5. The Income-tax Act of 1922 remained in force till March 31, 1962, andwith effect from 1st of April, 1962, the Income-tax Act of 1961 came intoforce. The income arose at a time when the 1922 Act was in force, but the liability to make a return, if any, arose under the new Act. Section 4(1)(b)(i) of the 1922 Act provided :
' Subject to the provisions of this Act, the total income of any previous year of any person includes all income, profits and gains from whatever source derived which--. .....
(b) if such person is resident in the taxable territories during such year,--
(i) accrue or arise or are deemed to accrue or arise to him in the taxable territories during such year, or. ...'
6. In the new Act, section 4 of the Act is the charging section. Under Sub-section (1):
' Where any Central, Act enacts that income-tax shall be charged for any assessment year at any rate or rates, income-tax at that rate or those rates shall be charged for that year in accordance with, and subject to the provisions of, this Act in respect of the total income of the previous year or previous years, as the case may be, of every person :....,.'
7. Section 5 deals with total income. The total income of any previous year of a person who is a resident includes all income from whatever source derived which,--
(a) is received or is deemed to be received in India in such year by or on behalf of such person; or
(b) accrues or arises or is deemed to accrue or arise to him in India during such year.
8. Thus, the provisions contained in Section 4(l)(b)(i) of the 1922 Act so far as liability to (sic) an accrual is similar under the new Act. The legal position is settled that if income has accrued during any particular year, it is not open either to the assessee or the Income-tax Officer to take that income into consideration in any other year. In the case of Laxmipat Singhania v. Commissioner of Income-tax,  72 I.T.R. 291,  1 S.C.R. 904 (S.C.), their Lordships have said :
'It is not open to the Income-tax Officer, if income has accrued to the assessee, and is liable to be included in the total income of a particular year, to ignore the accrual and thereafter to tax it as income of another year on the basis of receipt.'
9. As we have indicated above, the total income during the previous year available to be considered during any assessment year would be such income which is received or is deemed to be received in India in such year or accrues or arises or is deemed to accrue or arise to the assessee during such year. We are not concerned in this case with the expression ' deemed to accrue 'or' arise'. What is necessary to be determined is whether the income by way of receiving interest accrued to the assessee only during the assessment year 1961-62 for the whole amount or had accrued in regard (1)  72 I.T.R. 291, 294;  1 S.C.R. 904 (S.C.).to parts thereof in any previous year. The main point for determination, therefore, is as to when the interest accrued to the assessee. If it is found that the interest accrued during the previous year of the assessment year in question, i.e., 1961-62, the assessee would be liable for tax in respect of the entire amount. If, however, the conclusion is reached that during some of the previous years a part of the total amount of interest had accrued, then only such part out of the total amount of income which accrued to the assessee during the assessment year 1961-62 could be brought into the net of taxation. In the case of E. D. Sassoon & Company Ltd. v. Commissioner of Income-tax,  26 I.T.R. 27,  S.C.R. 313 (S.C.), their Lordships stated:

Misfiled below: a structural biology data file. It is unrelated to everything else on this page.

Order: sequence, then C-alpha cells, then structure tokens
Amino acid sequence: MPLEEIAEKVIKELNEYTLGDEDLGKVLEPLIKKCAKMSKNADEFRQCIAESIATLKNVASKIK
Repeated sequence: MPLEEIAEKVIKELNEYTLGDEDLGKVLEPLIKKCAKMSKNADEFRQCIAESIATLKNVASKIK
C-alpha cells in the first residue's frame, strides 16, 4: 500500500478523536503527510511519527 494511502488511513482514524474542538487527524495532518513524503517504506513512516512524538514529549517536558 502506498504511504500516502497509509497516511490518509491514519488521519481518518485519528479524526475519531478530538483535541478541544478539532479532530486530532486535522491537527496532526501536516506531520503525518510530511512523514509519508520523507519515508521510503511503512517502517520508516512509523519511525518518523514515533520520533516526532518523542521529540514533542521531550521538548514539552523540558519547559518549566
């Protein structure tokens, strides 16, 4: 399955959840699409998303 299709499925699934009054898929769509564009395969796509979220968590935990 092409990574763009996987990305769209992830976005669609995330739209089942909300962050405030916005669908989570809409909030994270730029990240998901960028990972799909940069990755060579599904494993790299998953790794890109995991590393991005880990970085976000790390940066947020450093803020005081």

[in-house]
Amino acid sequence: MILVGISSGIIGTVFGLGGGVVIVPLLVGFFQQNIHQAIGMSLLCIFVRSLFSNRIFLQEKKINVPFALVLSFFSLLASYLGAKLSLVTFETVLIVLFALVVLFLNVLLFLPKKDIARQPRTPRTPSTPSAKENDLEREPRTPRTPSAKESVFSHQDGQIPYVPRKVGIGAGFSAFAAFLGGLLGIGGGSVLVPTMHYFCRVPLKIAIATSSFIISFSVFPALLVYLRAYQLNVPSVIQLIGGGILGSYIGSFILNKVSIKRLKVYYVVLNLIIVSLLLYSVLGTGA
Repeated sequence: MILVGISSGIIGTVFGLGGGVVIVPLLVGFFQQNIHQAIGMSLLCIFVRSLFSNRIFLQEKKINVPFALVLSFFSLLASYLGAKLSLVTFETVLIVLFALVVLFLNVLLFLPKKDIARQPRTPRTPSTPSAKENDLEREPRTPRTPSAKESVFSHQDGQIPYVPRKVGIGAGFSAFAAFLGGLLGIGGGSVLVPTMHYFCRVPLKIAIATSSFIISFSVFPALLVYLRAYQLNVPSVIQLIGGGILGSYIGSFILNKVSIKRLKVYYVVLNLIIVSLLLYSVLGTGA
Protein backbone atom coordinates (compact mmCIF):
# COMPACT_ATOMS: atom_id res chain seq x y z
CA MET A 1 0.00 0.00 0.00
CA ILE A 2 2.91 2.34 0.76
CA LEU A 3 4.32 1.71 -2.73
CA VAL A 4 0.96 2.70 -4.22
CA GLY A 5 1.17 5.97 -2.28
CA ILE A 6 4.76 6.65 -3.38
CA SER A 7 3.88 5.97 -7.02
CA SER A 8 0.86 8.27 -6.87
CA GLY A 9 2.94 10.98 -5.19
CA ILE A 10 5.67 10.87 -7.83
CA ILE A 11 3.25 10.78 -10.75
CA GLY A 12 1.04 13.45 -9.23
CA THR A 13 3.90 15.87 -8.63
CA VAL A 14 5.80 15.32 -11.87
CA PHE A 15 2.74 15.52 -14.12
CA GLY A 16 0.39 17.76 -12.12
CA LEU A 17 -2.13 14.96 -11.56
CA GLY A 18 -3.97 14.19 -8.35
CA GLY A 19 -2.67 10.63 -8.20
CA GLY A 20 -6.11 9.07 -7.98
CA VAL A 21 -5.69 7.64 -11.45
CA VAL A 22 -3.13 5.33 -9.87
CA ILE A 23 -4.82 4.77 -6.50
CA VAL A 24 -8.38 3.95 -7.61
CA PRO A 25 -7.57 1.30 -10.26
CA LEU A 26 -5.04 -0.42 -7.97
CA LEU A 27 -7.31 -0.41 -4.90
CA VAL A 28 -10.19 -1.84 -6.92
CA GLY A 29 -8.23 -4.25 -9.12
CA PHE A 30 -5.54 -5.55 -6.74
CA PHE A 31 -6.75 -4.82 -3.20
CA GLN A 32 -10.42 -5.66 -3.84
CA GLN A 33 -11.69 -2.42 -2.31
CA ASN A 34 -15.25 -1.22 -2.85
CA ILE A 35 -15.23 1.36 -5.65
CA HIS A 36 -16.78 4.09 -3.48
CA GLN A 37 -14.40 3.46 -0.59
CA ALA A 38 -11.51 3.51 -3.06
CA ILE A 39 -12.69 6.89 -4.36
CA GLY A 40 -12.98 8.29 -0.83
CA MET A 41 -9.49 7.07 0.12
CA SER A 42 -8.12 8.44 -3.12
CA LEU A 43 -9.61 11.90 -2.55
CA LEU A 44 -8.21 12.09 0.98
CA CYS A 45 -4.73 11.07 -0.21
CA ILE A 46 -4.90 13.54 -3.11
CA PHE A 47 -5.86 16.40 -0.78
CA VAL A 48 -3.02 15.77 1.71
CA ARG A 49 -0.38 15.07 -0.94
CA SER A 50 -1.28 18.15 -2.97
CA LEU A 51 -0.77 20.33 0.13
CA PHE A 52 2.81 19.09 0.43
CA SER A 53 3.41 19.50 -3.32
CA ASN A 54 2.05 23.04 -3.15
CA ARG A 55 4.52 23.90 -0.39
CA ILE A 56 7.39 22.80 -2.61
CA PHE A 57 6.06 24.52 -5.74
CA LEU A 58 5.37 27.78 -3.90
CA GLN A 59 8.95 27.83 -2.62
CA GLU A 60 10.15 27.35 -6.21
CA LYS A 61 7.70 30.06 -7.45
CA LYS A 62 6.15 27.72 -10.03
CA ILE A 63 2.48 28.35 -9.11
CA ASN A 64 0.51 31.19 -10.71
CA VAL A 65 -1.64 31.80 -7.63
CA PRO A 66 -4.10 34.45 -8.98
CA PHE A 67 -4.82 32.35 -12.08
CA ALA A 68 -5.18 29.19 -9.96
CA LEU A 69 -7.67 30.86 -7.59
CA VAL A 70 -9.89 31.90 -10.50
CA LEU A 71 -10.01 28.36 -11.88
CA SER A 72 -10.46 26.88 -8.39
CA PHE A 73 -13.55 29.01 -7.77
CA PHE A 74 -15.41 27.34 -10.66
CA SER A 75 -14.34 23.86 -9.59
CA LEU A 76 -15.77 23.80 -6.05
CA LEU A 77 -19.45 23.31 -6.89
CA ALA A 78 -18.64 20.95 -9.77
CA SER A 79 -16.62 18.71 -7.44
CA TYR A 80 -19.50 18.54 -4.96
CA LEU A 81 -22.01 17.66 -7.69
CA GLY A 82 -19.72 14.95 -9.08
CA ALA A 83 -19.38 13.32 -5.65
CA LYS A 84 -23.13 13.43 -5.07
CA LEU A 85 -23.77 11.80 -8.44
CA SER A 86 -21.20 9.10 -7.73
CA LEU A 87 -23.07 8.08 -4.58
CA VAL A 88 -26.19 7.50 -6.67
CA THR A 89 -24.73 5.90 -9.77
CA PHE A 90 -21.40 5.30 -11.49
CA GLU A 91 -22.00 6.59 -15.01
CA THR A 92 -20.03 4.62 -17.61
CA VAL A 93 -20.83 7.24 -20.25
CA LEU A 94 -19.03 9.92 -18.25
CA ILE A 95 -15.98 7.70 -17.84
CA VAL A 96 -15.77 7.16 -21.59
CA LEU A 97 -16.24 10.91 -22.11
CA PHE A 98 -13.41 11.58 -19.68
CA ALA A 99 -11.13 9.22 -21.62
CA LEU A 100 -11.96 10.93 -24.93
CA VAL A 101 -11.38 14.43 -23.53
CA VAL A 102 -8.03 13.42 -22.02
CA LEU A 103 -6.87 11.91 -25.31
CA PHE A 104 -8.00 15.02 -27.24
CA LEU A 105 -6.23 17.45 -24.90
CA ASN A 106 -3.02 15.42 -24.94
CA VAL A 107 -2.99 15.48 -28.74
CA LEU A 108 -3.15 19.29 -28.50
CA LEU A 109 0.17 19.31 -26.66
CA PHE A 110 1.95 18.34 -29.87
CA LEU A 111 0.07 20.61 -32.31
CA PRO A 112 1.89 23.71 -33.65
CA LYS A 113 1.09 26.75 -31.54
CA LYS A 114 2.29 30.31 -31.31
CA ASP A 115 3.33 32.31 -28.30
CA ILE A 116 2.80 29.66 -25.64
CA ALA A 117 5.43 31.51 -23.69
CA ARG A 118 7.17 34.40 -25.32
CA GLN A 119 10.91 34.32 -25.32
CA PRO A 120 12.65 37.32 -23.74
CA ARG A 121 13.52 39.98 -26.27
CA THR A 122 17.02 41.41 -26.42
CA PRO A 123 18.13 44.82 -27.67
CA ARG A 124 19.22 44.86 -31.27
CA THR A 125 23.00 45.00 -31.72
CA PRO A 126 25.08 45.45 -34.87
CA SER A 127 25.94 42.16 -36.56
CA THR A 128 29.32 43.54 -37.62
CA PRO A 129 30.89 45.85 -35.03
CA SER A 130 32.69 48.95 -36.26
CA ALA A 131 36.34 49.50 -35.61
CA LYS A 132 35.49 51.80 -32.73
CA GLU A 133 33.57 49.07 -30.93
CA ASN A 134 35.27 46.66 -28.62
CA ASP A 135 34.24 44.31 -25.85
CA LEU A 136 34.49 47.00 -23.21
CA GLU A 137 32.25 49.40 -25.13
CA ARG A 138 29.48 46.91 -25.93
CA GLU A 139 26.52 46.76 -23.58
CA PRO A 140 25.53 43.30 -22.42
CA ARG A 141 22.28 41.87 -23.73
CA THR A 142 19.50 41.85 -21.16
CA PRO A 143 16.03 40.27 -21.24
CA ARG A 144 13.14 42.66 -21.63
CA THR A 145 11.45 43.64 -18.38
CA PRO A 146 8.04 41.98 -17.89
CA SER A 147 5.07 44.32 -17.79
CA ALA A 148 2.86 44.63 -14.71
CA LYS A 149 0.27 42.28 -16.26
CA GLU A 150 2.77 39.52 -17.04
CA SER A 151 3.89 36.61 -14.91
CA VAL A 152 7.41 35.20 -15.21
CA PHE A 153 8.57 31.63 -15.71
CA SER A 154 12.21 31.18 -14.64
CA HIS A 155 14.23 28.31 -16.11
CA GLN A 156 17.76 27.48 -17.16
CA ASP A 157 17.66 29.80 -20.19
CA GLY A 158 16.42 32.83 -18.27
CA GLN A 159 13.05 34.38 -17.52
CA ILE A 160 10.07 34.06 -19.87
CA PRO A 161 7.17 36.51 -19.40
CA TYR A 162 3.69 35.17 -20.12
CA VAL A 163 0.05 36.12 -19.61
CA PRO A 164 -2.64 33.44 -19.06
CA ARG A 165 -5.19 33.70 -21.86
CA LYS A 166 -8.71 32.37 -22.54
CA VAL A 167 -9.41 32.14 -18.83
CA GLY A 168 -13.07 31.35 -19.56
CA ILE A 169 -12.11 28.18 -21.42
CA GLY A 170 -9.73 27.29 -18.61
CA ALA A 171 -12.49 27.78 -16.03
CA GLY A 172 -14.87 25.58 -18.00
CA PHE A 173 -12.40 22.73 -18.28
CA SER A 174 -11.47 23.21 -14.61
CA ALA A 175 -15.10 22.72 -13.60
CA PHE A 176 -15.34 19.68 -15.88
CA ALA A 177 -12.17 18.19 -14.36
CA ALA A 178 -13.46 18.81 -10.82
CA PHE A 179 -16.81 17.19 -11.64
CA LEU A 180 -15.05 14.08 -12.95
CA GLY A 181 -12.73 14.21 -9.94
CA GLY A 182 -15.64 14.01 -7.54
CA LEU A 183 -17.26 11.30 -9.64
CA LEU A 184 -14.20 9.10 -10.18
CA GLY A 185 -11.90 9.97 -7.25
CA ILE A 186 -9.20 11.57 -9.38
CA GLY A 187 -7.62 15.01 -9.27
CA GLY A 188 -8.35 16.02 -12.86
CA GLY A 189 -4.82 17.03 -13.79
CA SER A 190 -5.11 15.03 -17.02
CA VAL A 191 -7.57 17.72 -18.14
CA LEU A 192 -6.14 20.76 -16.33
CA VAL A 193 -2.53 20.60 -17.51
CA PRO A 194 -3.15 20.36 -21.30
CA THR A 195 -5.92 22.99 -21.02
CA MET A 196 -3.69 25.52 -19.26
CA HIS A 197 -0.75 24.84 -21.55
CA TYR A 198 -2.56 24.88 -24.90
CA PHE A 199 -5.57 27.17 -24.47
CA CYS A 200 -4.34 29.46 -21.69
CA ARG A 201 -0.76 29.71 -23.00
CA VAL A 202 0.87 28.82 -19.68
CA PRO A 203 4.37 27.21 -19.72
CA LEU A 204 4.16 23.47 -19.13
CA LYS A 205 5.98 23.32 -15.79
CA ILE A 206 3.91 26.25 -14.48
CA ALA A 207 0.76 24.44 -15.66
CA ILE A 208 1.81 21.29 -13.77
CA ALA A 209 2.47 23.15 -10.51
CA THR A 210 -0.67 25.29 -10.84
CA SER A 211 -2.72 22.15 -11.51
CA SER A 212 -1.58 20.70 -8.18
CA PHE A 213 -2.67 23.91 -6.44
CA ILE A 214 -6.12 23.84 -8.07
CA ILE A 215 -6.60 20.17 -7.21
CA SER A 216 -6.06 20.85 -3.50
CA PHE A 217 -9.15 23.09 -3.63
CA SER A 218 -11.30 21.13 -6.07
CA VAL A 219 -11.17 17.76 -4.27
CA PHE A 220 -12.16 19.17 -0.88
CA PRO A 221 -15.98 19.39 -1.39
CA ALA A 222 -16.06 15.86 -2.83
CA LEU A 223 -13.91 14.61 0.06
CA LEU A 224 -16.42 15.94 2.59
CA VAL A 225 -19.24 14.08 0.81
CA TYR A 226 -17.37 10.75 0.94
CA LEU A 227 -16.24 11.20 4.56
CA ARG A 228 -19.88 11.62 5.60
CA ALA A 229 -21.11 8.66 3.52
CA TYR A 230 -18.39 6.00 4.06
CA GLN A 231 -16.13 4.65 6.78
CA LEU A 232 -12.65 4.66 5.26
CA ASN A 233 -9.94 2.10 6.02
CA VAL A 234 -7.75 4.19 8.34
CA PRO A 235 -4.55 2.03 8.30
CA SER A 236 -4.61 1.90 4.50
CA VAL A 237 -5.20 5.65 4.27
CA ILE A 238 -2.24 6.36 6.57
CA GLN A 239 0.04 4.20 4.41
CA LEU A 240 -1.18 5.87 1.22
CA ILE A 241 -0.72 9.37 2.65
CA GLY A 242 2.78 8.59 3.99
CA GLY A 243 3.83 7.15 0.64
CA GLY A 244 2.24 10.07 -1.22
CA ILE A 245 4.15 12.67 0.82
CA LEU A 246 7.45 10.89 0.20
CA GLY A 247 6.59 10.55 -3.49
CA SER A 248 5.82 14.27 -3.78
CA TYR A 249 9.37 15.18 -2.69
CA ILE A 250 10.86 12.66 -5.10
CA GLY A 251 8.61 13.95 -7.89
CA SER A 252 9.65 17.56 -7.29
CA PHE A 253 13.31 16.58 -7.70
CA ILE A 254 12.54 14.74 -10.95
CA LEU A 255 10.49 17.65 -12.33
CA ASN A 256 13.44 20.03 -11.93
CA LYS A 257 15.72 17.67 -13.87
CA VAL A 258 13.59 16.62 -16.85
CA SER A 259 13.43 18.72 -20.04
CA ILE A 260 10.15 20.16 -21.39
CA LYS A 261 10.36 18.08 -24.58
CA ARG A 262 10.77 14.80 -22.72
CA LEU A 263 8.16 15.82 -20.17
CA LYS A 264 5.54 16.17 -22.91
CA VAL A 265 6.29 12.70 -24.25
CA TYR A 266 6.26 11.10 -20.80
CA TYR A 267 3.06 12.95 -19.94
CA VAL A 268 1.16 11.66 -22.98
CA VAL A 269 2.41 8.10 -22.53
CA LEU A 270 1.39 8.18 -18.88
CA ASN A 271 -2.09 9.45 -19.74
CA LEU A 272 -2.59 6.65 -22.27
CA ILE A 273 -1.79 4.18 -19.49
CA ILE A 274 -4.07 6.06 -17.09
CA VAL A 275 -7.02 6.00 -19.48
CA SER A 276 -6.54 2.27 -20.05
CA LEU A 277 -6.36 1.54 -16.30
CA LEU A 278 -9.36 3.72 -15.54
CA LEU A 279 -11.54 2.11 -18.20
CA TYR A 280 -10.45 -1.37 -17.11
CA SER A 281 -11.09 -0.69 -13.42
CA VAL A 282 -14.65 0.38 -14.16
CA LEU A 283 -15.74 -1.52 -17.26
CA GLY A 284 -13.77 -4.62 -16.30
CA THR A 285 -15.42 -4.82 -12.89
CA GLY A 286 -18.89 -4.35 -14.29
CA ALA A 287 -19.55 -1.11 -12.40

'It is clear, therefore, that income may accrue to an assessee without the actual receipt of the same. If the assessee acquires a right to receive the income, the income can be said to have accrued to him though it may be received later on its being ascertained. The basic conception is that he must have acquired a right to receive the income. There must be a debt owed to him by somebody. There must be as is otherwise expressed debitum in praesenti, solvendum in futuro .... Unless and until there is created in favour of the assessee a debt due by somebody it cannot be said that he has acquired a right to receive the income or that income has accrued to him.'
10. Their Lordships again said :
' It is no doubt true that the accrual of income does not depend upon its ascertainment or the accounts cast by the assessee. The accounts may be made up at a much later date. That depends upon the convenience of the assessee and also upon the exigencies of the situation. The amount of the income, profits or gains may thus be ascertained later on the accounts being made up. But when the accounts are thus made up the income, profits or gains ascertained as the result of the accounts are referred back to the chargeable accounting period during which they have accrued or arisen and the assessee is liable to tax in respect of the same during that chargeable accounting period. ' The computation of the profits whenever it may take place cannot possibly be allowed to suspend their accrual .. ..' ' The quantification of the commission is not a condition precedent to its accrual'.'